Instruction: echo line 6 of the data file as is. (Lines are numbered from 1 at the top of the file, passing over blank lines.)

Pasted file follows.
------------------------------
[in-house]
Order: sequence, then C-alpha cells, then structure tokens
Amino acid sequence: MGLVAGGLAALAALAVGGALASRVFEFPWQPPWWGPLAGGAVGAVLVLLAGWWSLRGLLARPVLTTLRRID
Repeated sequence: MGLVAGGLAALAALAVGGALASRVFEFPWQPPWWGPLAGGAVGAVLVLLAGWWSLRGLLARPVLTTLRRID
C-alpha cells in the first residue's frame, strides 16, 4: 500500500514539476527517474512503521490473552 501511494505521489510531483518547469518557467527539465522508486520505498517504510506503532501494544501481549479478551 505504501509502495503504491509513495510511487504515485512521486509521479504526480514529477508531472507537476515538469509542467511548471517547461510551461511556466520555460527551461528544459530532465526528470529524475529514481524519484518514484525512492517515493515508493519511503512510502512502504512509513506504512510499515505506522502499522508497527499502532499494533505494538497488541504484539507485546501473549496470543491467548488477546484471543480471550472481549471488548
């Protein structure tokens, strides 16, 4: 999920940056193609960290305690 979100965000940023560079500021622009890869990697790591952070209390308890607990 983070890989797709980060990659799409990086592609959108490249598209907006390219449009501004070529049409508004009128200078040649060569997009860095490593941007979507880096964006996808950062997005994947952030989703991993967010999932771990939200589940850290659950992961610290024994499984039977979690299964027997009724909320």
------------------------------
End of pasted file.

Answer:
């Protein structure tokens, strides 16, 4: 999920940056193609960290305690 979100965000940023560079500021622009890869990697790591952070209390308890607990 983070890989797709980060990659799409990086592609959108490249598209907006390219449009501004070529049409508004009128200078040649060569997009860095490593941007979507880096964006996808950062997005994947952030989703991993967010999932771990939200589940850290659950992961610290024994499984039977979690299964027997009724909320």